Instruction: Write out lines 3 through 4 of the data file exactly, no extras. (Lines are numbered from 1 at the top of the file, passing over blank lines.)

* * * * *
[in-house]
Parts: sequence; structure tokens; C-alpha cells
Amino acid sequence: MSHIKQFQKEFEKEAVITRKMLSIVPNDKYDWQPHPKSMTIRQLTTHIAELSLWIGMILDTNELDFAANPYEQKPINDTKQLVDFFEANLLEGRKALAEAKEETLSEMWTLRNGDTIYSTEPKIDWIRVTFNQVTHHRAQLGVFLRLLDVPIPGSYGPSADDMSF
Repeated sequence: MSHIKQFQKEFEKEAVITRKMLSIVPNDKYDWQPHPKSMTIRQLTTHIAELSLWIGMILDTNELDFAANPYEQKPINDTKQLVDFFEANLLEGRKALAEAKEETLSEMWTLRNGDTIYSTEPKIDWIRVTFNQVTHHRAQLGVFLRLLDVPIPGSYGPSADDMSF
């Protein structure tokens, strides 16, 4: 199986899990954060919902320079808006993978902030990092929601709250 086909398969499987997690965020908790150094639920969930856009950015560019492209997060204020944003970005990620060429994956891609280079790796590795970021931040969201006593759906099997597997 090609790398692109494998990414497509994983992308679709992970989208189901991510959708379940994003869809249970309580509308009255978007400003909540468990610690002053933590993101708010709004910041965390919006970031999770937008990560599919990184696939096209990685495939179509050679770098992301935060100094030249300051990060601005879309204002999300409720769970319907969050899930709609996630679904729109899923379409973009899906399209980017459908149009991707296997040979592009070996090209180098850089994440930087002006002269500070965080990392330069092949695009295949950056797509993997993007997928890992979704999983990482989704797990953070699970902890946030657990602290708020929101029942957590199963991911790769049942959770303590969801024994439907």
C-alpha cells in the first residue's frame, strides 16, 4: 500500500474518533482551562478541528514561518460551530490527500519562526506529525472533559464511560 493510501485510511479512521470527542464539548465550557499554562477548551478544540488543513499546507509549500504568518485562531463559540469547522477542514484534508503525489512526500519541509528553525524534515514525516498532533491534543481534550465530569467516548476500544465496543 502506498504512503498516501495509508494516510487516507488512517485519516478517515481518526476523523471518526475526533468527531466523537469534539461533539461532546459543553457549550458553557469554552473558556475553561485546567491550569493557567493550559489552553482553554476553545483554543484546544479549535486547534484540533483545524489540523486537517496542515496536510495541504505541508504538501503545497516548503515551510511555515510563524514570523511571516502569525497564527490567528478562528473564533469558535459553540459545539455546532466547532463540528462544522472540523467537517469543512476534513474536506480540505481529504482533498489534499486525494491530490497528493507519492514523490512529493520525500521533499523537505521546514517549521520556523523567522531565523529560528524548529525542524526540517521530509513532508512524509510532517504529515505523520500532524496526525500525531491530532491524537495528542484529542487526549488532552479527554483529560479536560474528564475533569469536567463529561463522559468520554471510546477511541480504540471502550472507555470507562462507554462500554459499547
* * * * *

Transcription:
Amino acid sequence: MSHIKQFQKEFEKEAVITRKMLSIVPNDKYDWQPHPKSMTIRQLTTHIAELSLWIGMILDTNELDFAANPYEQKPINDTKQLVDFFEANLLEGRKALAEAKEETLSEMWTLRNGDTIYSTEPKIDWIRVTFNQVTHHRAQLGVFLRLLDVPIPGSYGPSADDMSF
Repeated sequence: MSHIKQFQKEFEKEAVITRKMLSIVPNDKYDWQPHPKSMTIRQLTTHIAELSLWIGMILDTNELDFAANPYEQKPINDTKQLVDFFEANLLEGRKALAEAKEETLSEMWTLRNGDTIYSTEPKIDWIRVTFNQVTHHRAQLGVFLRLLDVPIPGSYGPSADDMSF